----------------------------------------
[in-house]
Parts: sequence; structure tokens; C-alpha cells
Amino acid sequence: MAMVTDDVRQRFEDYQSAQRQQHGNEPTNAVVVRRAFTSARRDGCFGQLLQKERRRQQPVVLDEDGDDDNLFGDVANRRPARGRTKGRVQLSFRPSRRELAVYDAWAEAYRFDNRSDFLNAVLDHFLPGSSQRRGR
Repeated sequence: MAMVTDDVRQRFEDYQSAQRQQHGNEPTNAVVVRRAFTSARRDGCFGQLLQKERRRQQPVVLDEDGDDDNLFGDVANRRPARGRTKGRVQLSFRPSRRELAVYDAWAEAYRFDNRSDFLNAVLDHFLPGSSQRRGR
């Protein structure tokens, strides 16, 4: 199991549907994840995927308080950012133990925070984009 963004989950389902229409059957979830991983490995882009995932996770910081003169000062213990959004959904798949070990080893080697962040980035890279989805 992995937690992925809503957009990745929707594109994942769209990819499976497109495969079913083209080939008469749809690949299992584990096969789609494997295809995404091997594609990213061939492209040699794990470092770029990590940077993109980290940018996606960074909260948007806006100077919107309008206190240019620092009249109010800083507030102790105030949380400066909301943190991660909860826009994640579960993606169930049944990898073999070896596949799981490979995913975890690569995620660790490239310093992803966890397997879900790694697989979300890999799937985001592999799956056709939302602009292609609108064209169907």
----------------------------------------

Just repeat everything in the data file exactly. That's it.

[in-house]
Parts: sequence; structure tokens; C-alpha cells
Amino acid sequence: MAMVTDDVRQRFEDYQSAQRQQHGNEPTNAVVVRRAFTSARRDGCFGQLLQKERRRQQPVVLDEDGDDDNLFGDVANRRPARGRTKGRVQLSFRPSRRELAVYDAWAEAYRFDNRSDFLNAVLDHFLPGSSQRRGR
Repeated sequence: MAMVTDDVRQRFEDYQSAQRQQHGNEPTNAVVVRRAFTSARRDGCFGQLLQKERRRQQPVVLDEDGDDDNLFGDVANRRPARGRTKGRVQLSFRPSRRELAVYDAWAEAYRFDNRSDFLNAVLDHFLPGSSQRRGR
């Protein structure tokens, strides 16, 4: 199991549907994840995927308080950012133990925070984009 963004989950389902229409059957979830991983490995882009995932996770910081003169000062213990959004959904798949070990080893080697962040980035890279989805 992995937690992925809503957009990745929707594109994942769209990819499976497109495969079913083209080939008469749809690949299992584990096969789609494997295809995404091997594609990213061939492209040699794990470092770029990590940077993109980290940018996606960074909260948007806006100077919107309008206190240019620092009249109010800083507030102790105030949380400066909301943190991660909860826009994640579960993606169930049944990898073999070896596949799981490979995913975890690569995620660790490239310093992803966890397997879900790694697989979300890999799937985001592999799956056709939302602009292609609108064209169907």